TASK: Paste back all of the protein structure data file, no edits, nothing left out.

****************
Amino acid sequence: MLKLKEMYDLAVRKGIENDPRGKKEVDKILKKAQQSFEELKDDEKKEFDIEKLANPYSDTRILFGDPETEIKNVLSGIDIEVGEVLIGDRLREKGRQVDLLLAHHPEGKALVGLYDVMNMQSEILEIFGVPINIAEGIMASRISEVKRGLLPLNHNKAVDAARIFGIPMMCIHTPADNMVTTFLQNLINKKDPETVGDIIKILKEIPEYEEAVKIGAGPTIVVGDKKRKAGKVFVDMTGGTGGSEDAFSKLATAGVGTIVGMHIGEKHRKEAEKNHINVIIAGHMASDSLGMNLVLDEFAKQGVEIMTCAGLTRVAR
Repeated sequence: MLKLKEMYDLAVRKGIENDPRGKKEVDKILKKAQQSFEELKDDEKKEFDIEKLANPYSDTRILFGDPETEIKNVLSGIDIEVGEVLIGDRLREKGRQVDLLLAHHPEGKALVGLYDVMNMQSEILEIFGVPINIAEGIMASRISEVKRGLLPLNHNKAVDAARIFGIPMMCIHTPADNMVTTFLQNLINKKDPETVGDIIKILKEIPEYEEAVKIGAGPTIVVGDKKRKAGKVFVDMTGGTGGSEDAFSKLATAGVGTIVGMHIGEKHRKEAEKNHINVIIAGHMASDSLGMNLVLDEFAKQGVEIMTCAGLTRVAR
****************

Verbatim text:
Amino acid sequence: MLKLKEMYDLAVRKGIENDPRGKKEVDKILKKAQQSFEELKDDEKKEFDIEKLANPYSDTRILFGDPETEIKNVLSGIDIEVGEVLIGDRLREKGRQVDLLLAHHPEGKALVGLYDVMNMQSEILEIFGVPINIAEGIMASRISEVKRGLLPLNHNKAVDAARIFGIPMMCIHTPADNMVTTFLQNLINKKDPETVGDIIKILKEIPEYEEAVKIGAGPTIVVGDKKRKAGKVFVDMTGGTGGSEDAFSKLATAGVGTIVGMHIGEKHRKEAEKNHINVIIAGHMASDSLGMNLVLDEFAKQGVEIMTCAGLTRVAR
Repeated sequence: MLKLKEMYDLAVRKGIENDPRGKKEVDKILKKAQQSFEELKDDEKKEFDIEKLANPYSDTRILFGDPETEIKNVLSGIDIEVGEVLIGDRLREKGRQVDLLLAHHPEGKALVGLYDVMNMQSEILEIFGVPINIAEGIMASRISEVKRGLLPLNHNKAVDAARIFGIPMMCIHTPADNMVTTFLQNLINKKDPETVGDIIKILKEIPEYEEAVKIGAGPTIVVGDKKRKAGKVFVDMTGGTGGSEDAFSKLATAGVGTIVGMHIGEKHRKEAEKNHINVIIAGHMASDSLGMNLVLDEFAKQGVEIMTCAGLTRVAR